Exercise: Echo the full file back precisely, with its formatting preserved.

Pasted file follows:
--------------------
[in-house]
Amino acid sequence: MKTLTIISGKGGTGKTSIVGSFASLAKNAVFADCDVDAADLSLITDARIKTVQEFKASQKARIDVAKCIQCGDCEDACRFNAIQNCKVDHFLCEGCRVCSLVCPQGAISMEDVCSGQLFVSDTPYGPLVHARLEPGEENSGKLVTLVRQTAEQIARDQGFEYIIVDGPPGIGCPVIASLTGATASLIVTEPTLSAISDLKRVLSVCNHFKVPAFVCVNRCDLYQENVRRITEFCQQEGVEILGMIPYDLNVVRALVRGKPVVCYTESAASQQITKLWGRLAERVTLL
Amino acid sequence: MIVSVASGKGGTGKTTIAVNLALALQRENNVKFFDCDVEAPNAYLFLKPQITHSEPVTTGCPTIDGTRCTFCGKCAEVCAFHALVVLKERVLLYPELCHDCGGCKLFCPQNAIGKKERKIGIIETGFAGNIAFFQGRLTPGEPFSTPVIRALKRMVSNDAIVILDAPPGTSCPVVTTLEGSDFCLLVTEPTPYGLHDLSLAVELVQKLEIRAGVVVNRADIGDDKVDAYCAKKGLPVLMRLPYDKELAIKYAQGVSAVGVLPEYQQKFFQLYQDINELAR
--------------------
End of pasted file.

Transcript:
[in-house]
Amino acid sequence: MKTLTIISGKGGTGKTSIVGSFASLAKNAVFADCDVDAADLSLITDARIKTVQEFKASQKARIDVAKCIQCGDCEDACRFNAIQNCKVDHFLCEGCRVCSLVCPQGAISMEDVCSGQLFVSDTPYGPLVHARLEPGEENSGKLVTLVRQTAEQIARDQGFEYIIVDGPPGIGCPVIASLTGATASLIVTEPTLSAISDLKRVLSVCNHFKVPAFVCVNRCDLYQENVRRITEFCQQEGVEILGMIPYDLNVVRALVRGKPVVCYTESAASQQITKLWGRLAERVTLL
Amino acid sequence: MIVSVASGKGGTGKTTIAVNLALALQRENNVKFFDCDVEAPNAYLFLKPQITHSEPVTTGCPTIDGTRCTFCGKCAEVCAFHALVVLKERVLLYPELCHDCGGCKLFCPQNAIGKKERKIGIIETGFAGNIAFFQGRLTPGEPFSTPVIRALKRMVSNDAIVILDAPPGTSCPVVTTLEGSDFCLLVTEPTPYGLHDLSLAVELVQKLEIRAGVVVNRADIGDDKVDAYCAKKGLPVLMRLPYDKELAIKYAQGVSAVGVLPEYQQKFFQLYQDINELAR